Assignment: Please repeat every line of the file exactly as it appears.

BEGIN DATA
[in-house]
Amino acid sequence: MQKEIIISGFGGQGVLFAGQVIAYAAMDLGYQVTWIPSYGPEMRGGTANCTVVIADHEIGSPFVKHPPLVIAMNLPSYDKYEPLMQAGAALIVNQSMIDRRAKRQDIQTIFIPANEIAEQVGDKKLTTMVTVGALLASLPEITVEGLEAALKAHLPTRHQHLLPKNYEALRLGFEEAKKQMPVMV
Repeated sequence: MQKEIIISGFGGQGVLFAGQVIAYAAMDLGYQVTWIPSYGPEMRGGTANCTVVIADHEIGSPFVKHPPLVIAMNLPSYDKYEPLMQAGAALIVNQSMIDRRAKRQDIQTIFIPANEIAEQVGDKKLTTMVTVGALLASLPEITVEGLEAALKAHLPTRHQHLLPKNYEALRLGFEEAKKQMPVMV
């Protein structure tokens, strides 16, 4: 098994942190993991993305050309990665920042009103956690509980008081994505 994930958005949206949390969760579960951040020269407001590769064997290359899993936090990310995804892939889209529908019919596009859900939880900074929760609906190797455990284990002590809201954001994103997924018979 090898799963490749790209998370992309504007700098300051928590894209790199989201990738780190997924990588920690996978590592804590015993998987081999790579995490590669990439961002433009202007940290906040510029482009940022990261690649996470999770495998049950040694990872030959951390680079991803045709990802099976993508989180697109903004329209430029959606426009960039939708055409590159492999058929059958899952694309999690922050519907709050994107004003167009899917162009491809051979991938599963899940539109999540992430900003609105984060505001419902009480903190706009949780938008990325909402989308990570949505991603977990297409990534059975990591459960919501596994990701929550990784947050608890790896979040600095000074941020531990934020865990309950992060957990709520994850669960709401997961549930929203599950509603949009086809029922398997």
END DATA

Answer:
[in-house]
Amino acid sequence: MQKEIIISGFGGQGVLFAGQVIAYAAMDLGYQVTWIPSYGPEMRGGTANCTVVIADHEIGSPFVKHPPLVIAMNLPSYDKYEPLMQAGAALIVNQSMIDRRAKRQDIQTIFIPANEIAEQVGDKKLTTMVTVGALLASLPEITVEGLEAALKAHLPTRHQHLLPKNYEALRLGFEEAKKQMPVMV
Repeated sequence: MQKEIIISGFGGQGVLFAGQVIAYAAMDLGYQVTWIPSYGPEMRGGTANCTVVIADHEIGSPFVKHPPLVIAMNLPSYDKYEPLMQAGAALIVNQSMIDRRAKRQDIQTIFIPANEIAEQVGDKKLTTMVTVGALLASLPEITVEGLEAALKAHLPTRHQHLLPKNYEALRLGFEEAKKQMPVMV
């Protein structure tokens, strides 16, 4: 098994942190993991993305050309990665920042009103956690509980008081994505 994930958005949206949390969760579960951040020269407001590769064997290359899993936090990310995804892939889209529908019919596009859900939880900074929760609906190797455990284990002590809201954001994103997924018979 090898799963490749790209998370992309504007700098300051928590894209790199989201990738780190997924990588920690996978590592804590015993998987081999790579995490590669990439961002433009202007940290906040510029482009940022990261690649996470999770495998049950040694990872030959951390680079991803045709990802099976993508989180697109903004329209430029959606426009960039939708055409590159492999058929059958899952694309999690922050519907709050994107004003167009899917162009491809051979991938599963899940539109999540992430900003609105984060505001419902009480903190706009949780938008990325909402989308990570949505991603977990297409990534059975990591459960919501596994990701929550990784947050608890790896979040600095000074941020531990934020865990309950992060957990709520994850669960709401997961549930929203599950509603949009086809029922398997």